A Letter From An American On The Media Slants By Steven Paul Mar.

Firefights or skirmishes are "major" battles. Five casualties are "many" casualties, thugs and murderers are "fedayeem" or "irregulars." And the beat goes on.

Yesterday, I wrote about the incredible spins and slants the media were putting on the progress of the war in Iraq. Here is a letter to me from an American reader of Galganov Dot Com.

Dear Howard:

As ever, you are right on the money. I have watched with disgust the normally good CNN journalists (all types) compete with each other to provide the most sensationalist reports.

They describe the fedayeem “determined” irregulars in major battles. Major battles? Six lightly armed fanatics in an SUV who are quickly dispatched by coalition forces.

My two favorites in the past 24 hours:

A description of “determined fedayeem” who got lost, ended up surrendering to coalition forces, their SUV chock full of US currency and messages. Judy Woodruff, a principal CNN anchor, immediately after the on site report, referred to these “determined fedayeem” as “infiltrating the coalition’s lines.”

Exactly NOT what the imbedded journalist reported.

Also: a suggestion that the horrendous dust storms would somehow give the Iraqis an advantage because they could sneak up on unaware coalition soldiers since they were more familiar with the conditions.

Shortly before this suggestion, another journalist described US technology as being able to “see” much farther in such poor visibility than the human eye.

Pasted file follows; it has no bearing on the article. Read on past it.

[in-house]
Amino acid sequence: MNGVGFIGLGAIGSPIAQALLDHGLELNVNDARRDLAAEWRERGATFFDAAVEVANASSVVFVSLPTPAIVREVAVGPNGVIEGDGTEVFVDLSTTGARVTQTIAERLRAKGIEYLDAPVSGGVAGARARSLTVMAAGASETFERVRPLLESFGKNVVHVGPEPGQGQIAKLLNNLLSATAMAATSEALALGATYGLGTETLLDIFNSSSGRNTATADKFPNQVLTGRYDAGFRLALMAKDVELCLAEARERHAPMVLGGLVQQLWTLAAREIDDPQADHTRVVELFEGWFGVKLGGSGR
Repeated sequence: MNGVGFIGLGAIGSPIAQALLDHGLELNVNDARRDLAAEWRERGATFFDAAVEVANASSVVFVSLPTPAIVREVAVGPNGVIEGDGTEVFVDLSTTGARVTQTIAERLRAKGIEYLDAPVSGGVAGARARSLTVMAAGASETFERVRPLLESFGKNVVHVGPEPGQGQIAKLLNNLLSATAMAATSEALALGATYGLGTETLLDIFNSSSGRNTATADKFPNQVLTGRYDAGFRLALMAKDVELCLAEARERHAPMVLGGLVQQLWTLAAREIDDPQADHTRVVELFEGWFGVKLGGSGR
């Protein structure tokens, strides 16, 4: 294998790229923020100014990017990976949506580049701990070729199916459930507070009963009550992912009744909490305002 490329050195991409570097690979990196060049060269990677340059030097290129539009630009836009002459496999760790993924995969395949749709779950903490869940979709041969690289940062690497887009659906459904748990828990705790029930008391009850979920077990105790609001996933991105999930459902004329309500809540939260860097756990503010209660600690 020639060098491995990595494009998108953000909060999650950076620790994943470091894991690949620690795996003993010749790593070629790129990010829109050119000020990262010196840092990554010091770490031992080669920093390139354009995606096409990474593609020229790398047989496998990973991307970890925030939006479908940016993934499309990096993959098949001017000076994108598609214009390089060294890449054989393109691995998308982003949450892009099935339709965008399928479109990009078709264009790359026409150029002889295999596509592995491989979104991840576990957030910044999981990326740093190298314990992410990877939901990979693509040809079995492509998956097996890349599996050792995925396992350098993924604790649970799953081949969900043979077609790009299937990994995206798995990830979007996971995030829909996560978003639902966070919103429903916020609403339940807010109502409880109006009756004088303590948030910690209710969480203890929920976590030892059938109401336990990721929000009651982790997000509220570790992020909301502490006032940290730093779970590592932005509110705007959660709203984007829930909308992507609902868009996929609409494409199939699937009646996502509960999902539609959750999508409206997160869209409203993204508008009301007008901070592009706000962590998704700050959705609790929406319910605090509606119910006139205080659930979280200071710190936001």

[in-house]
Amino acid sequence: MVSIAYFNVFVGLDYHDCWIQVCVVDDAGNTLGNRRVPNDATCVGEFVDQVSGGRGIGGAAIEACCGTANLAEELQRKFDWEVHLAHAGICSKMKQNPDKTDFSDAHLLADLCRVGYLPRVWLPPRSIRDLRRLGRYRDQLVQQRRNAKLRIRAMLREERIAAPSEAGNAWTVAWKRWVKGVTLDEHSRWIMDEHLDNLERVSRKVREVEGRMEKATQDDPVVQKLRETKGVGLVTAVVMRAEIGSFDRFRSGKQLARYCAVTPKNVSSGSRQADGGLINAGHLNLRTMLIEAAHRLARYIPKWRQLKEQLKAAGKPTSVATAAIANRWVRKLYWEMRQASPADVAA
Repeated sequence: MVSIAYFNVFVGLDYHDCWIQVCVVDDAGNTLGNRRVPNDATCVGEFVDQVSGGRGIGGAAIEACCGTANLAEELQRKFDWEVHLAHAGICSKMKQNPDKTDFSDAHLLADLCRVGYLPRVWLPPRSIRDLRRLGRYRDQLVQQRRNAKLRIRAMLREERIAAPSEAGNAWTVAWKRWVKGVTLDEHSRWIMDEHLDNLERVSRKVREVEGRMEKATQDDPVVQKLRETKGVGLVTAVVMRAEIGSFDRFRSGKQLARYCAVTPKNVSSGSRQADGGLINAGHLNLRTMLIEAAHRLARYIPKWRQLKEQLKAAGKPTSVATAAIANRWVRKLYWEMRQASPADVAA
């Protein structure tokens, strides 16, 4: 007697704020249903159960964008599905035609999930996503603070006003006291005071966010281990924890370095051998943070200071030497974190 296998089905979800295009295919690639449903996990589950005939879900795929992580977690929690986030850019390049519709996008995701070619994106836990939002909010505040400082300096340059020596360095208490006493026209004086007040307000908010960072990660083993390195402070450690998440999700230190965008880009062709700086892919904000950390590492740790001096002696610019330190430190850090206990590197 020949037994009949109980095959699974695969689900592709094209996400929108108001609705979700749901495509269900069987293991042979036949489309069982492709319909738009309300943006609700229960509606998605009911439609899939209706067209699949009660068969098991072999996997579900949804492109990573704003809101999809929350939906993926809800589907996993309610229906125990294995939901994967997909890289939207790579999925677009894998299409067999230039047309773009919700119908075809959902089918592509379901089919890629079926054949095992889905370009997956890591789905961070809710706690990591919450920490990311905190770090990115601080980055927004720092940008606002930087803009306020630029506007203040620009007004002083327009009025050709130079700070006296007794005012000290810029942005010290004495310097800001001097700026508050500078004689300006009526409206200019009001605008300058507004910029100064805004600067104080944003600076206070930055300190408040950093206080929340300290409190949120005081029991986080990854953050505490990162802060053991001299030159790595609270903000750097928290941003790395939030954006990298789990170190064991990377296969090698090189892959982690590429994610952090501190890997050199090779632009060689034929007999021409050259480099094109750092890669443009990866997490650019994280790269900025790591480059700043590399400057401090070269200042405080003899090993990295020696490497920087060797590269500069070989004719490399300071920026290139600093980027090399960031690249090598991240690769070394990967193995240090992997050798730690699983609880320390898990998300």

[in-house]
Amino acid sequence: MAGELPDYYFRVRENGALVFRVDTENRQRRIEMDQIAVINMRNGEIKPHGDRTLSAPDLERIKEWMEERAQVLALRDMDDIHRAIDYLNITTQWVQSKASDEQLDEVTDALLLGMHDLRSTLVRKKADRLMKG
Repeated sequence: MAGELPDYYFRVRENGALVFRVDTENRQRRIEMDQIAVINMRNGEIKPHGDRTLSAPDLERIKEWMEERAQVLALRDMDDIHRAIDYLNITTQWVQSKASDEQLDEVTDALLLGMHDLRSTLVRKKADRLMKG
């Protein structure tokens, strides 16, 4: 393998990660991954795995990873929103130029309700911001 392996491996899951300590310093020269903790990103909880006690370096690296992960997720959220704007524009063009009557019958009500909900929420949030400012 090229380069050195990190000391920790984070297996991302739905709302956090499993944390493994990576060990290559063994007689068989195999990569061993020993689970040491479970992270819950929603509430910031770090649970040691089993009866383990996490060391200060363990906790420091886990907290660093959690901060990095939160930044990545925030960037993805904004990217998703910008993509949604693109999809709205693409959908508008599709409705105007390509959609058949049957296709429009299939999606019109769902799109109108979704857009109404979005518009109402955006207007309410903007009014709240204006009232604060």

Well, I’m not sure Iraqi eyes are any less human than anyone else’s but the silly report gave the Iraqis an element of super-hero qualities. In any case it was good for a laugh.

I agree with you that this war will last days, not weeks. Any delays are not because of Iraqi resistance, but the methodical amassing of troops to deliver a decisive blow.

The only way Saddam can have any effect is to continue the irritating but manageable irregular tactics currently being employed. Once the regime falls, surrenders will be more ubiquitous than Iraqis in berets.

But I disagree with you about the imbedded journalists.

They use adjectives and adverbs that inflate Iraqi resistance, because, I believe, they know little of the strategy and tactics of battle.

Firefights or skirmishes are “major” battles. Five casualties are “many” casualties, thugs and murderers are “fedayeem” or “irregulars.” And the beat goes on.

All the best.

Steven Paul Mar

Your Big Apple Fan

Steven: When all of this over, and the coalition forces are the unquestionable NEW SHERIFF in town, all of the media will still find a way to demean the successes and highlight the failures of the coalition forces. Specifically the Americans.

But; the bottom line will be clear. Modernity will be the last man standing in spite of what anyone has to say or how they spin it.

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One Comment

  1. Sure wish you’d run here in the U.S. My father was in the military for 30 years, fought in WWII, won the Bronze Medal, was with the Army that freed the prisoners at Dachau, etc. He fought hard all of his 30 years for peace and a government so unlike what we have today. He is buried at Quantico National Cemetery and so is my mother. He and my mother started out with nothing as did my husband and I. We need less government!!! Go for it! Best wishes for success!

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